“Laughter Yoga creates the body chemistry of happiness,” Poitras said. “Besides having fun, you create endorphins. It’s like an inner jogging.” And Kataria said, “Laughter does not solve your problems, but it can dissolve your problems.”

Poitras’ Laughter Yoga classes include deep breathing, stretching and laughter exercises. She begins by telling people they can put their problems in the garbage can outside the room and pick them up when they leave. There are bubbles, of course, which not only lighten the mood, but also help engage proper breathing. Participants do “silly stuff” to lighten up and boost self-esteem. There’s role-playing, such as pretending you are at the beach and walking on hot sand, or you are marching as if in a joyous band or parade. Ordinary activities are exaggerated as they are performed. There’s a lot of improvisation. They tell jokes in “jibberish” and laugh, which forces the rational mind to let go. There’s a lot of positive affirmation. There’s also a guided relaxation. At the end, they come into a circle and she asks them if they would like to send joy, laughter, peace and love to someone or to a situation. And always, there is the laughter.

“We laugh for no reason, just for pleasure, to have fun and feel invigorated,” Poitras said. “When you laugh, you are here now, just being in the present. At the end of class people feel more relaxed, lighter. They’ve forgotten their problems. I love to see how they transform,” she said. “They tell me I make their day.”
“They come to have fun,” she said. “They come because they are depressed and want to find that joie de vivre again. They want to try something new, to expand their minds, to heal. Laughter is good medicine. Some people say they miss this — the laughing and being silly — from their childhoods.”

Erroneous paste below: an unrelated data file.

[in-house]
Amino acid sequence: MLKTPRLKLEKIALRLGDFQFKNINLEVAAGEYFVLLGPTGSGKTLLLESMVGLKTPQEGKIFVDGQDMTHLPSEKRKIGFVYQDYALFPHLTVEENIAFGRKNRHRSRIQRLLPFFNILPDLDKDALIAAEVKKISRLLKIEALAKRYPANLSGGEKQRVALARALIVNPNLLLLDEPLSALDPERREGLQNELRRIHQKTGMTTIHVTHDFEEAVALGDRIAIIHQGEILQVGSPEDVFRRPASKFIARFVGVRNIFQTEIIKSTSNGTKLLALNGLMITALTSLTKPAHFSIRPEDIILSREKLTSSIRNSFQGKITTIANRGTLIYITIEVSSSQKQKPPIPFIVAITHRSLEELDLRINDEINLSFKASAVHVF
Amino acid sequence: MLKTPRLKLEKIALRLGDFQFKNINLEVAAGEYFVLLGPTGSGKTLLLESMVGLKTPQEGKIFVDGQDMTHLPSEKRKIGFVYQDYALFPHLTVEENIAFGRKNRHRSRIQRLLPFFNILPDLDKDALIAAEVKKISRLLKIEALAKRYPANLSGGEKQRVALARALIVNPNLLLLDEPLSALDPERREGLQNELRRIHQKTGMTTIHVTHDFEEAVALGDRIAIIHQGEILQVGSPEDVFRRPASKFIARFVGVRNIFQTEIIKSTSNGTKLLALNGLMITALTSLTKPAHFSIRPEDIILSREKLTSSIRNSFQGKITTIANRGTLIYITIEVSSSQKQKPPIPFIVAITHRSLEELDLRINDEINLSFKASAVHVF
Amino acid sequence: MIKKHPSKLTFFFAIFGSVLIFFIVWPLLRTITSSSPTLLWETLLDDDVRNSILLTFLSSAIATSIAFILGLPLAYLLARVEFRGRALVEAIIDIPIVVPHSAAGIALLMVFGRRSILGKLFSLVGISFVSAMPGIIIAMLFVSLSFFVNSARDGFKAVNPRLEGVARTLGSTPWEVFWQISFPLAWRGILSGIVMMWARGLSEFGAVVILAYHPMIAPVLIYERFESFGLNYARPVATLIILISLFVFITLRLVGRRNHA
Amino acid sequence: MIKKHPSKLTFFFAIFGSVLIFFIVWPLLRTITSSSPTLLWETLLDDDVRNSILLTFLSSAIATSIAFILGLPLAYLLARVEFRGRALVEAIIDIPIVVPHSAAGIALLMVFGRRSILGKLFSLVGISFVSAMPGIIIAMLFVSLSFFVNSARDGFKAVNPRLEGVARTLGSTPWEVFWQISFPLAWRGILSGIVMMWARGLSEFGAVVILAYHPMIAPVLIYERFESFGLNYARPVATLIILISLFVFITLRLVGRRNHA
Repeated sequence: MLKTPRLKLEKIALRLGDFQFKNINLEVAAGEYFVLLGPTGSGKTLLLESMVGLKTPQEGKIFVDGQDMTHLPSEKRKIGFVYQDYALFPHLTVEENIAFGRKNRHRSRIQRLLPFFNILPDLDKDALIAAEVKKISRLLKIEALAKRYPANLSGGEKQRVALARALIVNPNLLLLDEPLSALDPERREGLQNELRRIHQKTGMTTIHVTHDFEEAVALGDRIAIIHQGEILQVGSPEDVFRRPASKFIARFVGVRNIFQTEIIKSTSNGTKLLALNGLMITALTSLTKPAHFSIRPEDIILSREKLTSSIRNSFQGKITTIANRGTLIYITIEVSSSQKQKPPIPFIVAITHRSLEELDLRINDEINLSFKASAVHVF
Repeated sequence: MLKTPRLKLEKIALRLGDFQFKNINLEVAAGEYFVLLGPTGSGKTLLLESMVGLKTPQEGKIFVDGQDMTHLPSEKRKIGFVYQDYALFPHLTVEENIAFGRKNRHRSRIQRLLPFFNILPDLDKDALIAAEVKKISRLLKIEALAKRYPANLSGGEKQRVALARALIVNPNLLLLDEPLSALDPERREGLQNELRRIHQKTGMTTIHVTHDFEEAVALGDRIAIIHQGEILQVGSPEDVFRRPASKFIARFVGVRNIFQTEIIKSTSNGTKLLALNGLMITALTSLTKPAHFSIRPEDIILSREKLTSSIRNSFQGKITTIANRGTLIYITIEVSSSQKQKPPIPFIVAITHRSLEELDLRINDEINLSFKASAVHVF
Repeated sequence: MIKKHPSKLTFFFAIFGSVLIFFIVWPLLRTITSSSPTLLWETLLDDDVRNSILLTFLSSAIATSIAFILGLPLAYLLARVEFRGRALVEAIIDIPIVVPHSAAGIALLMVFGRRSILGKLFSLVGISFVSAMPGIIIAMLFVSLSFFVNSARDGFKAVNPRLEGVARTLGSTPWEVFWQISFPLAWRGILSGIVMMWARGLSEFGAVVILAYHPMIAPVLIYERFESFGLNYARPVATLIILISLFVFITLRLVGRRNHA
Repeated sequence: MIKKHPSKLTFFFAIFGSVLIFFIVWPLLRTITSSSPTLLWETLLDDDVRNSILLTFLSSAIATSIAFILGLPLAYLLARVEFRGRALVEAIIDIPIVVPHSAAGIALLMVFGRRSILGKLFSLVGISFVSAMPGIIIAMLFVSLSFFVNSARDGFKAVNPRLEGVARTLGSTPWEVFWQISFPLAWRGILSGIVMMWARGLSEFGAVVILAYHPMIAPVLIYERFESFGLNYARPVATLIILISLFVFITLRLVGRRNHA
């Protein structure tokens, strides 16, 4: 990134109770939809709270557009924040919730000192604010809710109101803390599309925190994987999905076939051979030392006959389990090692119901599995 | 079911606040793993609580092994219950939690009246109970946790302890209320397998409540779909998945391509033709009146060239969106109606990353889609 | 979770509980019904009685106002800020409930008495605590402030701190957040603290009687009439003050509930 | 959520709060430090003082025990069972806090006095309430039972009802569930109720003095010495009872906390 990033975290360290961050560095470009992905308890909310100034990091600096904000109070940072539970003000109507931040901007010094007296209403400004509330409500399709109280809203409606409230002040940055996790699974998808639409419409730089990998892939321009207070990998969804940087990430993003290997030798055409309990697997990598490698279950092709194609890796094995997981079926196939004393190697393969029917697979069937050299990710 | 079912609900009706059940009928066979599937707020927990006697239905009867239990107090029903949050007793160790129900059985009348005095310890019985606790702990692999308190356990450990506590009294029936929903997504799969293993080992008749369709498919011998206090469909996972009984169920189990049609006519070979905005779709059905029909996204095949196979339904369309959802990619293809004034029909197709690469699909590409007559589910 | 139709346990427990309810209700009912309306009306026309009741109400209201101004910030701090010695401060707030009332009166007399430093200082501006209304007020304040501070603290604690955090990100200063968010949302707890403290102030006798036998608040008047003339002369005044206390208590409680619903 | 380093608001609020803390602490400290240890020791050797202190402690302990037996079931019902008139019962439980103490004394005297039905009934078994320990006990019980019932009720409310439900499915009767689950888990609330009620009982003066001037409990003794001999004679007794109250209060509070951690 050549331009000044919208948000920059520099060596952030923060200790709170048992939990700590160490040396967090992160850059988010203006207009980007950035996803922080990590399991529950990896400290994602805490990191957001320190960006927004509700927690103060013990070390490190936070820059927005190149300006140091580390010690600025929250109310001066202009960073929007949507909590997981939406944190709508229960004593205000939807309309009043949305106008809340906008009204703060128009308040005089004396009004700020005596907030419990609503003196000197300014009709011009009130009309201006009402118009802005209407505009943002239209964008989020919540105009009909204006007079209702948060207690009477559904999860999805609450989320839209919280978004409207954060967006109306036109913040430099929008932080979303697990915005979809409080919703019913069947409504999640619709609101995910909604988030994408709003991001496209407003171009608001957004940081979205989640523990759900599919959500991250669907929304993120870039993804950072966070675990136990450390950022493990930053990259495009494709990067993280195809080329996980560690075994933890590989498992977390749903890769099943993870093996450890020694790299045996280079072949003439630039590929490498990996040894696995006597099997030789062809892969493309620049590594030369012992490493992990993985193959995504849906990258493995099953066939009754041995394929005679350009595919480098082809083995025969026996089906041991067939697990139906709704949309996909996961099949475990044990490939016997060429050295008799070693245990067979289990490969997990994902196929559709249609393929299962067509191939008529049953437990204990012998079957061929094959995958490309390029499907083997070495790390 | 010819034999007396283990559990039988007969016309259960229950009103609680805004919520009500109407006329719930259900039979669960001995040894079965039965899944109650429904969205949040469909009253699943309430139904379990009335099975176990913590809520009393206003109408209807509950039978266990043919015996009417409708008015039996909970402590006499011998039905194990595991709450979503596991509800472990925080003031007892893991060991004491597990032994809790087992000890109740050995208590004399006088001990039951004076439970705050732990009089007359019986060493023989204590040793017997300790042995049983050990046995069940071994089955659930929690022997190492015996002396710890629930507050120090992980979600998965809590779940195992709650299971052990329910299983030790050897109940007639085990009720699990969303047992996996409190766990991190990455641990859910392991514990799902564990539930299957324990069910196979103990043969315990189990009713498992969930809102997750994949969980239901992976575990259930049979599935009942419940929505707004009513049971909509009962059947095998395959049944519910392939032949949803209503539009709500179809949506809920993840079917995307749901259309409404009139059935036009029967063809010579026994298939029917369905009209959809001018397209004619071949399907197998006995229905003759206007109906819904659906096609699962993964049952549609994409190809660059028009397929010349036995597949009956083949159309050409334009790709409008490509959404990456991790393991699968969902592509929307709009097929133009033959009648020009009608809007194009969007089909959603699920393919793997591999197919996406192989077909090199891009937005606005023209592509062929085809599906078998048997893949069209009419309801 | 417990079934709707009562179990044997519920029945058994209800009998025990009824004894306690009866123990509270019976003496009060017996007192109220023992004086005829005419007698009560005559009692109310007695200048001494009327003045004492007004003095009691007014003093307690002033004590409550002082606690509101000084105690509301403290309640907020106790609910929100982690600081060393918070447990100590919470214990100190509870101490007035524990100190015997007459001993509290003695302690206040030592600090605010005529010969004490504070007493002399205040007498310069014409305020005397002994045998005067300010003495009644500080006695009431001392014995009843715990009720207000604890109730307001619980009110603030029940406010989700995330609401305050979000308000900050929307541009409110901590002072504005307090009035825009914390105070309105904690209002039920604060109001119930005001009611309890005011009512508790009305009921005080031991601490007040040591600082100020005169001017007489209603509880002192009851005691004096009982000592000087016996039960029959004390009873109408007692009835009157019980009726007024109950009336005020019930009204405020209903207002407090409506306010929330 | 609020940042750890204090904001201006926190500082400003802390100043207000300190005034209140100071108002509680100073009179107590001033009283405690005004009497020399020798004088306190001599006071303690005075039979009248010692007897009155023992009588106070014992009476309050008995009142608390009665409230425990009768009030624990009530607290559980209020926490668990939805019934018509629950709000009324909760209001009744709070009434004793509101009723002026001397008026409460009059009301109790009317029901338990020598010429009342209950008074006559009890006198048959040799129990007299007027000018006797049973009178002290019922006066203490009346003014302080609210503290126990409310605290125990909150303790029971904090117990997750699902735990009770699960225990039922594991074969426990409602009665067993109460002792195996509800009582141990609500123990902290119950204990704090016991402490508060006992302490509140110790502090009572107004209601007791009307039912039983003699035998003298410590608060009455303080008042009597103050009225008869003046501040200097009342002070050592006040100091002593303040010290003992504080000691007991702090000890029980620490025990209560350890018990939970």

Flo Bartosiak-Grenman is one of Poitras’ happy students. “These classes bring me a real sense of release about any issue in my life,” Bartosiak-Grenman said. “I come away with a different perspective. Suddenly things are not as important as I thought, and I leave feeling that life is good and that there’s no need to worry.”
And Poitras keeps the laughter going, even outside her classes. “I try to get people to laugh when I’m in public,” she said. “At a red light I’ll be laughing, and I’ll roll down the window and say to the next car, ‘I’m practicing Laughter Yoga.’ When I get to the next red light, I’ll be next to the same car and they are laughing. It’s fun and contagious. I’m often creating situations where people will laugh. I find a way to bring love and peace and laughter to people.”
“Everything starts with self-acceptance and learning to be here now, and to enjoy life, to be mindful in everything you’re doing,” she said. “Peace and joy are available all the time. I believe we’re here to love and to serve each other, to bring joy to everything we do. … Express yourself. Be creative. Lighten up. We need to be more aware that this is a beautiful life and that we’re all in this together. You can create a masterpiece with your life. If we express ourselves and are creative, we have infinite possibilities.”

Love Donations welcomed ($5 Suggested)



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Details

Date:
June 23
Time:
6:00 pm - 7:00 pm
Cost:
$5